Sharing a Softswitch

I see a lot of companies buying softswitches and it makes me wonder if it might not be a better economic idea to share a switch with somebody else. There is so much potential for savings that anybody thinking of installing one should consider it. In the following I will discuss what it means to share a softswitch and look at the pros and cons.

The Basic Requirements. Sharing requires that somebody already owns a softswitch that can control geographically separated gateways. Such a switch must be able to share both the inter-machine trunking gateways, which facilitate PSTN interconnection and the media gateways which facilitate interconnection to customers. Sharing is also going to require interconnection between the two sharing parties. This means there must be some sort of trunking established between the two parties that can be either traditional TDM trunks or IP trunks.

What Would be Shared. The following elements are the components of a softswitch that can be shared, meaning that only one of each of these needs to be purchased:

  • Core softswitch – the device that contains subscriber and routing information;
  • Feature Server – the device that facilitates phone features;
  • Session Border Controller – the device that provides security between the softswitch and the gateways, some CPE and other networks;
  • Signaling Gateway – the device that interface with the SS7 network;
  • Unified Messaging or Unified Communications server – the device that stores, controls and converts data used in unified communications services like voice mail, email notifications, voice to text and text to voice, etc.

What the Second Company Needs to Buy. If you are going to share somebody another softswitch you only need to buy a few components. These are referred to as the distributed elements in a softswitch network. The two elements that you must buy are:

  • Inter-machine Trunking Gateway – for local interconnection to the PSTN. This lets the lessee still connect to the world using the same connections in place your legacy switch;
  • Media Gateway – for local connection to local distribution network and/or CPE.

Data connections required. As mentioned, there must be a data connection established between the softswitch and the new location that allows communications between the shared elements housed at the core softswitch and the distributed elements found at the new location. The size of the data pipe/connection required depends on the amount of data required between the shared and distributed elements. It only requires a few megabits per second to transmit voice traffic. You’ll need a connection in the tens of megabits per second if you are using a lot of features like voice mail & unified communications or a lot security invocation.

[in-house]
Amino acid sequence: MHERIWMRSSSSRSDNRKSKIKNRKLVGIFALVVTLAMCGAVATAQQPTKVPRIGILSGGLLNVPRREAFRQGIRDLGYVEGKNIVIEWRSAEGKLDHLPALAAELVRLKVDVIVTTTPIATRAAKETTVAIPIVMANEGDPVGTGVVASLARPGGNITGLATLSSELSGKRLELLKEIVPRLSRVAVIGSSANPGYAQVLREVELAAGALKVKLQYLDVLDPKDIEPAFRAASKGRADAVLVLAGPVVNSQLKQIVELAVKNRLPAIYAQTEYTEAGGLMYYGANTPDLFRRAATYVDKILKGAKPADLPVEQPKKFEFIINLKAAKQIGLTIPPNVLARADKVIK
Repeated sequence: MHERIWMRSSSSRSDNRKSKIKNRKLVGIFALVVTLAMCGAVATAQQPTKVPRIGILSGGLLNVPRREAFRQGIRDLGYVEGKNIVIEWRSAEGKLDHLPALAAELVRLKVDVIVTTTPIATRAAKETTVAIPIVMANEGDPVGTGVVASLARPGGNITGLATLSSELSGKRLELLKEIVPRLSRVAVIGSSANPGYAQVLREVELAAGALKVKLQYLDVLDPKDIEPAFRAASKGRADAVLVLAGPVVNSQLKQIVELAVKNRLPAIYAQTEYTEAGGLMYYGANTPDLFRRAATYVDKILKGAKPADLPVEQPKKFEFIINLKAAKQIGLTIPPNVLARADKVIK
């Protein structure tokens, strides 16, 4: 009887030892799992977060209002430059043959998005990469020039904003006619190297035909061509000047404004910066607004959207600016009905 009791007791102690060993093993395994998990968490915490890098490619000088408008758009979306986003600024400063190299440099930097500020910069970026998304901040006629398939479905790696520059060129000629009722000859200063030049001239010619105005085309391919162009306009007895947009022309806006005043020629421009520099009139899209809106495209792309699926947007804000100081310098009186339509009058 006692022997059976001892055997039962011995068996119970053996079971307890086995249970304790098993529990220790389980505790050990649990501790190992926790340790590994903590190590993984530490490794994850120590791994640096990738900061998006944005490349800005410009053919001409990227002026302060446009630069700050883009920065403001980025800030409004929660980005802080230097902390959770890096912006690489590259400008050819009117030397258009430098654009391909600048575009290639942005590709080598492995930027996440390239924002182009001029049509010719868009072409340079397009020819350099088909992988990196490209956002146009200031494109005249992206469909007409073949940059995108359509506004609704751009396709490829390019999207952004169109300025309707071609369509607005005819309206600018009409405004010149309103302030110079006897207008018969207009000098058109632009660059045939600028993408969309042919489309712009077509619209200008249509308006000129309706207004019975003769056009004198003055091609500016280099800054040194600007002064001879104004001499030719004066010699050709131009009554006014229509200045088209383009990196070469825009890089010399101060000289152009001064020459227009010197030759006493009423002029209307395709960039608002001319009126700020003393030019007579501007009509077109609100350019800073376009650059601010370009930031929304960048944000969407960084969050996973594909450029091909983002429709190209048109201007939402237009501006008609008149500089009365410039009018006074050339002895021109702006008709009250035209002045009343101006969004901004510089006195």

Partitioning. The owner of the shared elements will have to ‘partition’ the shared elements in order to ensure that subscribers of the sharing company can’t be seen or manipulated by other sharing companies; Partitioning will also hide the call detail records, routing control and will make sure that the shared elements can communicate through to the multiple networks operated by the sharing companies.

How to Determine if Sharing is the Right Idea. The big benefit is the savings, but there are other considerations:

  • It is inexpensive to buy only the distributed elements. Depending on how large you are, the distributed elements could cost anywhere between $25k and $200k which is far less than buying a new softswitch.
  • What is the cost of the data connection needed to connect the two locations? Generally companies make these connections using establish Internet backbone and this typically adds nothing to that cost.
  • How much does the switch owner want to charge for using the softswitch core? There are many ways to charge for this service. It could be done on a flat rate monthly lease, a connection fee per telephone number.
  • Reliability. How good is the Internet connection between the two companies? If that connection is lost then voice processes will stop. Ideally the connection ought to be on a ring or have redundant routing.
  • Control. I often hear a company thinking of leasing say that they feel like they don’t have enough control in a shared switch. But you can get access to all important switch functions remotely.

When I look at the numbers I find that it is almost always better to share a switch rather than to buy a whole new switch. However, the one factor that still often drives the decision to buy a new switch rather than share is the reliability of the data connection between the two parties. But this is generally about the same reliability as connecting remote switches in your own network to a host switch.

If you want to consider sharing a softswitch call CCG and we can help you work though this decision.

Leave a Reply

Fill in your details below or click an icon to log in:

WordPress.com Logo

You are commenting using your WordPress.com account. Log Out / Change )

Twitter picture

You are commenting using your Twitter account. Log Out / Change )

Facebook photo

You are commenting using your Facebook account. Log Out / Change )

Google+ photo

You are commenting using your Google+ account. Log Out / Change )

Connecting to %s